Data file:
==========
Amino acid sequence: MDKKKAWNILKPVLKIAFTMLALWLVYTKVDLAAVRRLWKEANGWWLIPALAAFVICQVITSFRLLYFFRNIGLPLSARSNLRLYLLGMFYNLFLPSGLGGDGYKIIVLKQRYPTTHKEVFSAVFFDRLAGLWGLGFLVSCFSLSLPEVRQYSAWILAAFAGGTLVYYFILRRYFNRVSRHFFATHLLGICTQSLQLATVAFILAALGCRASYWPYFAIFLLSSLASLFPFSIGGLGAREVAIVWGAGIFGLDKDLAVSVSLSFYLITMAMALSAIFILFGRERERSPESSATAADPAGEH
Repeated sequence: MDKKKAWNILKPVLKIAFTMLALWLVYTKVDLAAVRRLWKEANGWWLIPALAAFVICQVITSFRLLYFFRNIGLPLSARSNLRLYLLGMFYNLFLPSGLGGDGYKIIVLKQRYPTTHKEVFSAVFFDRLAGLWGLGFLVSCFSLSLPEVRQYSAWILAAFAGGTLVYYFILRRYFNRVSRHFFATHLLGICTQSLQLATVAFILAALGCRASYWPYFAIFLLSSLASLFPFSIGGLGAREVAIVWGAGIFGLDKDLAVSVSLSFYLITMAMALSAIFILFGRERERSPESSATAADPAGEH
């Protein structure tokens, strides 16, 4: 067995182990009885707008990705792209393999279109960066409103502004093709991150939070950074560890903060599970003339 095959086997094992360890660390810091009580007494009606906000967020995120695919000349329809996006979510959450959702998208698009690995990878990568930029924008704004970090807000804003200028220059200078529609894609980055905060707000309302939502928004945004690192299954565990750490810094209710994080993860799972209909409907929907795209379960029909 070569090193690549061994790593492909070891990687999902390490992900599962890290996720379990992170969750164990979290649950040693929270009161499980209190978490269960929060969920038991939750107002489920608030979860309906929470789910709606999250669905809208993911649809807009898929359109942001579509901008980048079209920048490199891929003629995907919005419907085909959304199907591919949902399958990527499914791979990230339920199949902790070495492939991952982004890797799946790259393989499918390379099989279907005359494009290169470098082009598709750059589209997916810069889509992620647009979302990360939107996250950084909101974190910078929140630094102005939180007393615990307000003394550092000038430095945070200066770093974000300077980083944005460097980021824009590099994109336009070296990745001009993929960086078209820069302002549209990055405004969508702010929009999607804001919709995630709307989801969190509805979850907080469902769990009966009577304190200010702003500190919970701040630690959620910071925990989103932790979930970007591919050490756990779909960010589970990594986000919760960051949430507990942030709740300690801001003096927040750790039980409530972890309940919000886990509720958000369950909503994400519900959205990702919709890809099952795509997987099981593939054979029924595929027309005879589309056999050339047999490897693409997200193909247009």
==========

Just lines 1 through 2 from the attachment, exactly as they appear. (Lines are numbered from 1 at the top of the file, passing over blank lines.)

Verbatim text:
Amino acid sequence: MDKKKAWNILKPVLKIAFTMLALWLVYTKVDLAAVRRLWKEANGWWLIPALAAFVICQVITSFRLLYFFRNIGLPLSARSNLRLYLLGMFYNLFLPSGLGGDGYKIIVLKQRYPTTHKEVFSAVFFDRLAGLWGLGFLVSCFSLSLPEVRQYSAWILAAFAGGTLVYYFILRRYFNRVSRHFFATHLLGICTQSLQLATVAFILAALGCRASYWPYFAIFLLSSLASLFPFSIGGLGAREVAIVWGAGIFGLDKDLAVSVSLSFYLITMAMALSAIFILFGRERERSPESSATAADPAGEH
Repeated sequence: MDKKKAWNILKPVLKIAFTMLALWLVYTKVDLAAVRRLWKEANGWWLIPALAAFVICQVITSFRLLYFFRNIGLPLSARSNLRLYLLGMFYNLFLPSGLGGDGYKIIVLKQRYPTTHKEVFSAVFFDRLAGLWGLGFLVSCFSLSLPEVRQYSAWILAAFAGGTLVYYFILRRYFNRVSRHFFATHLLGICTQSLQLATVAFILAALGCRASYWPYFAIFLLSSLASLFPFSIGGLGAREVAIVWGAGIFGLDKDLAVSVSLSFYLITMAMALSAIFILFGRERERSPESSATAADPAGEH